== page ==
Tungsten v. Incandescent

Jay Holben

This month, let’s take a deeper look at one of the most ubiquitous forms of illumination in our world: tungsten or incandescent bulbs.

Incandescent means light from heat, which also includes the light from the sun and from fire.

The light bulb, originally refined (although not invented) by Thomas Edison, features a base (traditionally a medium screw base), two electrodes, a filament coil (most commonly of tungsten) and a glass envelope (bulb) to enclose the filament in an oxygen-less vacuum (Fig. 1).

When current is applied to the positive electrode, the electrons pass from the electrode through the filament to the other electrode. The movement through the tungsten, along with resistance to the flow of electrons, causes the filament to heat up to the point where it begins to incandesce— or emit light from the heat.

Tungsten, a naturally occurring metal, is a very brittle substance, but it has the highest melting point of non-alloyed metals and the second highest melting point of all elements on the periodic table. This makes it perfect for the source of incandescence as the standard tungsten filament can heat up to temperatures of more than 5,000 degrees Fahrenheit.

Fig. 1: The traditional light bulb, features a base (traditionally a medium screw base), two electrodes, a filament coil (most commonly of tungsten) and a glass envelope (bulb) to enclose the filament in an oxygen-less vacuum. With that extreme heat, if oxygen were present inside the bulb, the filament would simply burst into flames and burn out. Instead, we fill the bulb with an inert gas, most often argon or nitrogen. Since the tungsten is a delicate and brittle substance, it will start to deteriorate through usage. Small particles of tungsten will fall off of the filament and collect on the coolest part of the bulb (this is the blackening you see on older light bulbs).

The glass of the bulb—called the envelope—must also be able to withstand the intense heat inside the bulb. Common bulbs have a borosilicate envelope, and the glass bulb is large enough to position good space from the hot filament, or the glass would actually melt.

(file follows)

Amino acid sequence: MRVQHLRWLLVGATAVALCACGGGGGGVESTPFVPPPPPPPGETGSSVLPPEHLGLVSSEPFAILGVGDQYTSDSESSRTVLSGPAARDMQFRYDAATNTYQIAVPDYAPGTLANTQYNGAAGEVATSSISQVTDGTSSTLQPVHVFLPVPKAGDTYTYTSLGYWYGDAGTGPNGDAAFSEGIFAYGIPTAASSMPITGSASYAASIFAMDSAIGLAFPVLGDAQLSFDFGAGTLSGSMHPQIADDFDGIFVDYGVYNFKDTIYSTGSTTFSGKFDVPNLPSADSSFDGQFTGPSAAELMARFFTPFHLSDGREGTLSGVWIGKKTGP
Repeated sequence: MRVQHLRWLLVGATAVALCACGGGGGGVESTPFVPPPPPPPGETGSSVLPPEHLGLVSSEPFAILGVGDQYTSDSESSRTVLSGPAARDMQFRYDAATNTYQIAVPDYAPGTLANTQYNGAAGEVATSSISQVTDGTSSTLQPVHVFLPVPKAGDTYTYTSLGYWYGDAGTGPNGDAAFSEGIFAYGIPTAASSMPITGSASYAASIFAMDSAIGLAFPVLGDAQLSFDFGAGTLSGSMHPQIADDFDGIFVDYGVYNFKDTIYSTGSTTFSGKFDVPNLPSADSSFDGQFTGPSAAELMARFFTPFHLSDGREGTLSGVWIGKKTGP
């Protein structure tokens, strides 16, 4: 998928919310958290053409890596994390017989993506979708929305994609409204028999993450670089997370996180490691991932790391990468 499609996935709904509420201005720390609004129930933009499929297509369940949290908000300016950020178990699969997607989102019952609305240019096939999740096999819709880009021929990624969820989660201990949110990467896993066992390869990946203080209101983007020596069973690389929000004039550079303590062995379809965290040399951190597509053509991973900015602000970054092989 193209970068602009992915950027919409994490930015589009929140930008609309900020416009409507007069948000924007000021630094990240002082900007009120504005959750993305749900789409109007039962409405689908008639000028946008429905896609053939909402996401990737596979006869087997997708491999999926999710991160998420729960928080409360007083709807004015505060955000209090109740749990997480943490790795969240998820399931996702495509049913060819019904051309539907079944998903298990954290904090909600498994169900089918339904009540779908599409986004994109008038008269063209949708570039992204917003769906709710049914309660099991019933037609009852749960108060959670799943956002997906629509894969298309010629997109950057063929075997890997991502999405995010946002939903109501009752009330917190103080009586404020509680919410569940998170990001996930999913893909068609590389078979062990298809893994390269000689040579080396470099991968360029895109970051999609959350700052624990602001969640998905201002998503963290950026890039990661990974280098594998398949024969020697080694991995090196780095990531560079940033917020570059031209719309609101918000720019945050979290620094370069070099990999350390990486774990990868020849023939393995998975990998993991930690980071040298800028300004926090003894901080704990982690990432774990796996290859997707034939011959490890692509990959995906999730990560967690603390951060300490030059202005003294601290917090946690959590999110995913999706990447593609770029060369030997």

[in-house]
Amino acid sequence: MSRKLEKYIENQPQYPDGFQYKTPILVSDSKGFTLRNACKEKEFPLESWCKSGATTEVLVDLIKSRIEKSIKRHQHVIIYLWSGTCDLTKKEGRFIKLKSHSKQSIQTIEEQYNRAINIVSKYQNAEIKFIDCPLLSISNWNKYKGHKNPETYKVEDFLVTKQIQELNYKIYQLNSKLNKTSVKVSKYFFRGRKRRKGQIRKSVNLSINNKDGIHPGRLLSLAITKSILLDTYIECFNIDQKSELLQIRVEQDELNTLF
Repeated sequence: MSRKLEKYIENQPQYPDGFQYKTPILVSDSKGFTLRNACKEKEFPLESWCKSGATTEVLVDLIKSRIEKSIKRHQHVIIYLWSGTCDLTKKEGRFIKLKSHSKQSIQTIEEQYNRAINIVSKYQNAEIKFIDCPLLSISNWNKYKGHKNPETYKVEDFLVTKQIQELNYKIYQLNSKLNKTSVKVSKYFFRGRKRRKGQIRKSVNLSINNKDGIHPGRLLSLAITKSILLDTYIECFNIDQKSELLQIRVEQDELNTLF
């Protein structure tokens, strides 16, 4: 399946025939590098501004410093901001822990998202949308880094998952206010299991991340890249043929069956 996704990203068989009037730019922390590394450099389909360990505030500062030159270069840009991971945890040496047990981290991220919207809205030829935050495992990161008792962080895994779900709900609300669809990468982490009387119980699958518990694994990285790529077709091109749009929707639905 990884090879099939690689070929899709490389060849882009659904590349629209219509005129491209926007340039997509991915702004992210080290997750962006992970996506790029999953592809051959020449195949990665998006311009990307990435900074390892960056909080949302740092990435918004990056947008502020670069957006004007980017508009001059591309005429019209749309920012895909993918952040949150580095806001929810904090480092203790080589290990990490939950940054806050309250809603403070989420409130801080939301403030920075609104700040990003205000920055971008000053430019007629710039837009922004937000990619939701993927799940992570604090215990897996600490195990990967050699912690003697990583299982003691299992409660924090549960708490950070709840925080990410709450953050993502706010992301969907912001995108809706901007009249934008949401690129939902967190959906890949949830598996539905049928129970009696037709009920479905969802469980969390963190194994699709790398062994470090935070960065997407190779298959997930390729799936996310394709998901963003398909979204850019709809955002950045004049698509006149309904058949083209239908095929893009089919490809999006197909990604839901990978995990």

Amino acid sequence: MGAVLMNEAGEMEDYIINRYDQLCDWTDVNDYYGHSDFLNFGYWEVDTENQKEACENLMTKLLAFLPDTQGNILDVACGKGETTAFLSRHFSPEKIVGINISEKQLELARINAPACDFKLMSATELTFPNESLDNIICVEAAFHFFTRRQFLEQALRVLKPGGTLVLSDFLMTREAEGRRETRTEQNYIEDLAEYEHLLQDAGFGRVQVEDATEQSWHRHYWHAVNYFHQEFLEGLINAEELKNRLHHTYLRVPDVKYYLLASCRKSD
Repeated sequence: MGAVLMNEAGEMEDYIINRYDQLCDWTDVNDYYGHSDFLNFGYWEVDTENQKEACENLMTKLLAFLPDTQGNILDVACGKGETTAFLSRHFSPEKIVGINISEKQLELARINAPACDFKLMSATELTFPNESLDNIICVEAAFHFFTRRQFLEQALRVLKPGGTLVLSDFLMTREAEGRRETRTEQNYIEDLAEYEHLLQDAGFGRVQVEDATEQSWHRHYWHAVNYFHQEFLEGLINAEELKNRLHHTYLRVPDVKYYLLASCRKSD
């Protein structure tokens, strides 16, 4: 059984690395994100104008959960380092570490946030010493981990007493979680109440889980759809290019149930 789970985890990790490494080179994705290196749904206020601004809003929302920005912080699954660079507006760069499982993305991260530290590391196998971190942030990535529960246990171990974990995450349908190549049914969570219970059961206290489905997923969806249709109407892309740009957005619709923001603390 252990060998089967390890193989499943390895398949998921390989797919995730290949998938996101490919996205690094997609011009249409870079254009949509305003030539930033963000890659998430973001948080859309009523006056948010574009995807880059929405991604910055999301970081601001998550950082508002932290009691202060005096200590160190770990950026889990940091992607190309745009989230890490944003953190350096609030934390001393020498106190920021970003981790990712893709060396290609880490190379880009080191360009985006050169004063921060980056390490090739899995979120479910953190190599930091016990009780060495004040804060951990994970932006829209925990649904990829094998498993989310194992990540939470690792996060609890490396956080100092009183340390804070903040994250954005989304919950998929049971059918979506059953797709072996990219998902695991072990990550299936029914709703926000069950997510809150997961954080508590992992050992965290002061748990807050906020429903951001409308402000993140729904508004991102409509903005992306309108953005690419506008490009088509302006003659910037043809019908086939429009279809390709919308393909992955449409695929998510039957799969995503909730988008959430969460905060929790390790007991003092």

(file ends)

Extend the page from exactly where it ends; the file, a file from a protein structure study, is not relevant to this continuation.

Many people misuse the term “halogen” with regard to incandescent lamps. This refers to a specific class of bulb, not the standard light bulb. Tungsten-halogen or merely halogen bulbs are filled with argon and nitrogen and an additional halogen gas, most commonly iodine (sometimes bromine, chlorine, fluorine or astatine).

This additional gas, when heated, captures loose particles of tungsten and re-deposits them back onto the filament, which prolongs the life of the bulb. This process requires the filament to burn at a higher temperature than the standard incandescent bulb and, as a result, also requires a much thicker and robust envelope; generally quartz glass.

Since these bulbs burn hotter, they actually also have a higher color temperature than standard household bulbs. Standard bulbs are 2,600 to 2,800 Kelvin, whereas halogen bulbs are 2,900 to 3,200K, which makes them more beneficial for use in photography. The thicker, higher-melting point, quartz glass also allows for less required space between the envelope and the filament, making tungsten-halogen bulbs much more compact.

Environmental movements have created a legal ban on standard incandescent light bulbs. The United States has the “Energy Independence and Security Act of 2007,” but there is similar legislation in other countries all around the world. It’s not a true ban, per se; the law requires a certain efficiency of electrical usage: 25 lumens per watt by 2013 and 60 lumens per watt by 2018. Standard incandescent bulbs have an efficiency of about 10–20 lumens per watt, so they just can’t meet the new standards. This phase-out has been happening since 2008. In 2012, 100-watt bulbs were phased out. In 2013, 75 W and as of January 2014, 60 W and 40 W bulbs are being phased out.



• As an incandescent source, tungsten lamps are “full spectrum,” meaning they emit all the colors of the rainbow.
• Incandescent bulbs can be easily dimmed using standard dimmers.
• There is no problem with “flicker” with incandescent lamps—at any frame rate or shutter speed.


• Between 80 and 90 percent of the energy used is wasted on heat.
• As a result, they generate a lot of heat.

This ban only covers standard household bulbs. Specialty bulbs, like those used in professional lighting fixtures for our industry, are not affected. Also, “rough duty” bulbs are still legal to manufacture and sell, as are bulbs with unusual bases.

Some clever manufacturers have found a way around the ban by inserting small halogen “special duty” bulbs inside the envelope of a traditional medium base bulb. These have the benefit of being more energy- efficient than standard tungsten light bulbs and, for us, they burn at a more “pure” color temperature than standard tungsten— win, win!

Jay Holben is the technical editor of Digital Video and a contributor to Government Video. He is also the author of the book “A Shot in the Dark: A Creative DIY Guide to Digital Video Lighting on (Almost) No Budget.”